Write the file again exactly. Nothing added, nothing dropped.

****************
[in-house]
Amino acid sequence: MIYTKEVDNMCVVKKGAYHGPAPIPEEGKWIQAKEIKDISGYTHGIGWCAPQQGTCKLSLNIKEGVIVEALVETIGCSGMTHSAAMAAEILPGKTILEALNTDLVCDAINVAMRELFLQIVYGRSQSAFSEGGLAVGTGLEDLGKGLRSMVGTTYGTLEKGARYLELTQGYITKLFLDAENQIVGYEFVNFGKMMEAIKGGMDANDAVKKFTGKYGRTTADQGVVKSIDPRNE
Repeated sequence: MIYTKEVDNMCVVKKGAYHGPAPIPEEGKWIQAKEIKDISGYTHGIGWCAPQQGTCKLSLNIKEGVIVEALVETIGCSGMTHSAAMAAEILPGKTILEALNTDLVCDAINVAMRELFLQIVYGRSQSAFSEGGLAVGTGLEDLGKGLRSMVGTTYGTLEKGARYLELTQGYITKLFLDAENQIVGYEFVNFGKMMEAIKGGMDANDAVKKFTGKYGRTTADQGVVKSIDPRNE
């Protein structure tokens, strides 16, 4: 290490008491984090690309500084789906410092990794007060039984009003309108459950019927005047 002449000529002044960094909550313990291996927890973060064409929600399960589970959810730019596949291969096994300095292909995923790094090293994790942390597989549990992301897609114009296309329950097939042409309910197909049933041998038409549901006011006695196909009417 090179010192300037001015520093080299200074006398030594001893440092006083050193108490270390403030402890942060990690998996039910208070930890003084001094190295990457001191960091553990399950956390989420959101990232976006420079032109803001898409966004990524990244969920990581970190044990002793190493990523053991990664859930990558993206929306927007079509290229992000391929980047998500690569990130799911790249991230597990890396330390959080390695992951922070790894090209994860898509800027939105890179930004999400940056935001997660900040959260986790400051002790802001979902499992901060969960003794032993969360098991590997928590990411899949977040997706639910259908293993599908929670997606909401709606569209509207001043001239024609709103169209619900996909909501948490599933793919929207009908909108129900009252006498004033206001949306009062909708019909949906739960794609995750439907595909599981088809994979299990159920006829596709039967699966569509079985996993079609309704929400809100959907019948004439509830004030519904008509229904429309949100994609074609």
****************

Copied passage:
[in-house]
Amino acid sequence: MIYTKEVDNMCVVKKGAYHGPAPIPEEGKWIQAKEIKDISGYTHGIGWCAPQQGTCKLSLNIKEGVIVEALVETIGCSGMTHSAAMAAEILPGKTILEALNTDLVCDAINVAMRELFLQIVYGRSQSAFSEGGLAVGTGLEDLGKGLRSMVGTTYGTLEKGARYLELTQGYITKLFLDAENQIVGYEFVNFGKMMEAIKGGMDANDAVKKFTGKYGRTTADQGVVKSIDPRNE
Repeated sequence: MIYTKEVDNMCVVKKGAYHGPAPIPEEGKWIQAKEIKDISGYTHGIGWCAPQQGTCKLSLNIKEGVIVEALVETIGCSGMTHSAAMAAEILPGKTILEALNTDLVCDAINVAMRELFLQIVYGRSQSAFSEGGLAVGTGLEDLGKGLRSMVGTTYGTLEKGARYLELTQGYITKLFLDAENQIVGYEFVNFGKMMEAIKGGMDANDAVKKFTGKYGRTTADQGVVKSIDPRNE
């Protein structure tokens, strides 16, 4: 290490008491984090690309500084789906410092990794007060039984009003309108459950019927005047 002449000529002044960094909550313990291996927890973060064409929600399960589970959810730019596949291969096994300095292909995923790094090293994790942390597989549990992301897609114009296309329950097939042409309910197909049933041998038409549901006011006695196909009417 090179010192300037001015520093080299200074006398030594001893440092006083050193108490270390403030402890942060990690998996039910208070930890003084001094190295990457001191960091553990399950956390989420959101990232976006420079032109803001898409966004990524990244969920990581970190044990002793190493990523053991990664859930990558993206929306927007079509290229992000391929980047998500690569990130799911790249991230597990890396330390959080390695992951922070790894090209994860898509800027939105890179930004999400940056935001997660900040959260986790400051002790802001979902499992901060969960003794032993969360098991590997928590990411899949977040997706639910259908293993599908929670997606909401709606569209509207001043001239024609709103169209619900996909909501948490599933793919929207009908909108129900009252006498004033206001949306009062909708019909949906739960794609995750439907595909599981088809994979299990159920006829596709039967699966569509079985996993079609309704929400809100959907019948004439509830004030519904008509229904429309949100994609074609």